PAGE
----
Treating mental illness and substance use disorders can be expensive. Yet, the marginal costs of addressing these conditions in the hospital are low because the facilities are already in place. Treating opioid addiction is cost-effective when considering savings in health care and criminal justice costs. If treatment were available in all California hospitals, each year an estimated 12,100 people could be retained in treatment, generating savings of $786.5 million in health care and criminal justice costs over the lifetime of these individuals.*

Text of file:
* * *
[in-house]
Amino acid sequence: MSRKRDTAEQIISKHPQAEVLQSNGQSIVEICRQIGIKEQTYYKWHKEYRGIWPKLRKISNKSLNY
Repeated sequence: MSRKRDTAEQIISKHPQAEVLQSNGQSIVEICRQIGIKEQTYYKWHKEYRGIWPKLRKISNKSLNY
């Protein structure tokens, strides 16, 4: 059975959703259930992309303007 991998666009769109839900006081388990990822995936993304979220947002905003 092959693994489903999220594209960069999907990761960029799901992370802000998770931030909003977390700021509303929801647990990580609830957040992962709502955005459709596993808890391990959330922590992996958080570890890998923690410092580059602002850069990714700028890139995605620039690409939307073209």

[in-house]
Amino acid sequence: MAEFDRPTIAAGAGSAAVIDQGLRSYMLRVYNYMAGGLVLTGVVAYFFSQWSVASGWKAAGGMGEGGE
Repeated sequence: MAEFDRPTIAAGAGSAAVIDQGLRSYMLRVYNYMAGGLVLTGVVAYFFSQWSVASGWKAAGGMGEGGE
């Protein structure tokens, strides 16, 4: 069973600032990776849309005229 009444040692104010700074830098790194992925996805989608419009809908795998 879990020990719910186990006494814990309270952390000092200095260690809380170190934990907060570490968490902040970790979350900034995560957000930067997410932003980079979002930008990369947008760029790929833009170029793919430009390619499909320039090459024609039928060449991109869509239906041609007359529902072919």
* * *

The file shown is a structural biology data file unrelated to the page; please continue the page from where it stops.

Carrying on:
This projection is based on original CA Bridge project data from 51 hospitals, representing 21% of all the hospital beds in the state. These hospitals connected 1,694 patients to addiction treatment in a four-month period which translates to 5,082 annually. Scaling these services up to all hospitals in the state would result in a five-fold increase to 24,200 patients annually. Based on the literature, approximately 50% of these patients will be retained in care, or 12,100. If we assume an average lifetime cost savings of $65,000 for each person retained in care, it generates $786.5 million in lifetime savings each year.